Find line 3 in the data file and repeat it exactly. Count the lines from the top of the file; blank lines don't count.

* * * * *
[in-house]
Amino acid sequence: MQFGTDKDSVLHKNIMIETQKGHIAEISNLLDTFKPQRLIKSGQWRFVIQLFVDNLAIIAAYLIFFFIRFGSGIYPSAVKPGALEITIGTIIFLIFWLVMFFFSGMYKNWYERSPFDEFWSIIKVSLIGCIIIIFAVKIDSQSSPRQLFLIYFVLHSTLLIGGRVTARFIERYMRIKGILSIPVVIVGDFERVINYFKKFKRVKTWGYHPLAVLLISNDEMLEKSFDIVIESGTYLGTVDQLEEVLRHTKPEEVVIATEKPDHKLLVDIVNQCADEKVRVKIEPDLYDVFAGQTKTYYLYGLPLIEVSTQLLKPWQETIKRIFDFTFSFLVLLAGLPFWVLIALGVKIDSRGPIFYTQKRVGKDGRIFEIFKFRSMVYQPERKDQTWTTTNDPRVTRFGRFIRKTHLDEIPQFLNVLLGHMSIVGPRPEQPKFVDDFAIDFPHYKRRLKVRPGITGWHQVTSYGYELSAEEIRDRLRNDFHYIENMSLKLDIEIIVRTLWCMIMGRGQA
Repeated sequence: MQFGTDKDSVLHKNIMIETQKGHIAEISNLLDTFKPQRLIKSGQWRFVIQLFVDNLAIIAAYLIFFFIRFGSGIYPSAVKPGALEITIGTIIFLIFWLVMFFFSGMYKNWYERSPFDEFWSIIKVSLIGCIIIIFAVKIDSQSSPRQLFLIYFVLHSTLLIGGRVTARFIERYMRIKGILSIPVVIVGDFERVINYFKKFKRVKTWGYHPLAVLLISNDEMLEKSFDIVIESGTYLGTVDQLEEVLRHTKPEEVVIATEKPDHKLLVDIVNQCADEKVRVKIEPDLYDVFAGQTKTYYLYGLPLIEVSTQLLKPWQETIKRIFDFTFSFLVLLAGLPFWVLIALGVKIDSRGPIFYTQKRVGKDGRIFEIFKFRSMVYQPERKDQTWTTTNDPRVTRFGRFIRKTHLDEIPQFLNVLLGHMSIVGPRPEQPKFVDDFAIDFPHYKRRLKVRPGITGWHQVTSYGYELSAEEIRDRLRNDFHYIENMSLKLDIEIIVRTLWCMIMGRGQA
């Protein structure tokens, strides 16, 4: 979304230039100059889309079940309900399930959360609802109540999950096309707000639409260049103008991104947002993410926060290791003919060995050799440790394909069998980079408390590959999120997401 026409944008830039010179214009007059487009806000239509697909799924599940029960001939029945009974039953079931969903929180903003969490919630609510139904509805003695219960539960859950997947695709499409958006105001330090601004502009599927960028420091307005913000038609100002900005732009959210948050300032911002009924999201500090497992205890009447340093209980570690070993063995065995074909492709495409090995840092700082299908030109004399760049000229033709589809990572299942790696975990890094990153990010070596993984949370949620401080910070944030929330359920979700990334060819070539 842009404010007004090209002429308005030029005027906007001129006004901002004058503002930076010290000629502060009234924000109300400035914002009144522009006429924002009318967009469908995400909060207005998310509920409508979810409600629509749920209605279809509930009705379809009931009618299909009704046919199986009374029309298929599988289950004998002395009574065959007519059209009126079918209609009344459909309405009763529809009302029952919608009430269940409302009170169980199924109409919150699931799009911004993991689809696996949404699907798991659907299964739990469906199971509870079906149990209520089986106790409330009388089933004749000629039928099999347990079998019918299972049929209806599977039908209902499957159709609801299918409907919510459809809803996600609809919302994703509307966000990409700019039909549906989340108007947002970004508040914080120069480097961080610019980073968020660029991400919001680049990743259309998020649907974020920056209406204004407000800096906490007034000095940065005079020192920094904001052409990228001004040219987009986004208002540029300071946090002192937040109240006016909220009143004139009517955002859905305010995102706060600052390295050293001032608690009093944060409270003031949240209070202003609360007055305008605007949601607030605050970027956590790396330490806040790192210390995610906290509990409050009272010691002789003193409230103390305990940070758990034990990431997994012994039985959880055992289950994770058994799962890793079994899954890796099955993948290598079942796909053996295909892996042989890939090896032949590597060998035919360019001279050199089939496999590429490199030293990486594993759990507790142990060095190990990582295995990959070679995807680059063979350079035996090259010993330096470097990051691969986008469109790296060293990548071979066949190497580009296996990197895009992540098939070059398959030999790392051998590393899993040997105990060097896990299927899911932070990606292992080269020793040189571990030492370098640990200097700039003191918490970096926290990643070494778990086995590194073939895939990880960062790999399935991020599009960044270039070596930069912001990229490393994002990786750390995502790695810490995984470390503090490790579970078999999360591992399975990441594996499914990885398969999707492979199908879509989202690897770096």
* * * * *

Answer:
Repeated sequence: MQFGTDKDSVLHKNIMIETQKGHIAEISNLLDTFKPQRLIKSGQWRFVIQLFVDNLAIIAAYLIFFFIRFGSGIYPSAVKPGALEITIGTIIFLIFWLVMFFFSGMYKNWYERSPFDEFWSIIKVSLIGCIIIIFAVKIDSQSSPRQLFLIYFVLHSTLLIGGRVTARFIERYMRIKGILSIPVVIVGDFERVINYFKKFKRVKTWGYHPLAVLLISNDEMLEKSFDIVIESGTYLGTVDQLEEVLRHTKPEEVVIATEKPDHKLLVDIVNQCADEKVRVKIEPDLYDVFAGQTKTYYLYGLPLIEVSTQLLKPWQETIKRIFDFTFSFLVLLAGLPFWVLIALGVKIDSRGPIFYTQKRVGKDGRIFEIFKFRSMVYQPERKDQTWTTTNDPRVTRFGRFIRKTHLDEIPQFLNVLLGHMSIVGPRPEQPKFVDDFAIDFPHYKRRLKVRPGITGWHQVTSYGYELSAEEIRDRLRNDFHYIENMSLKLDIEIIVRTLWCMIMGRGQA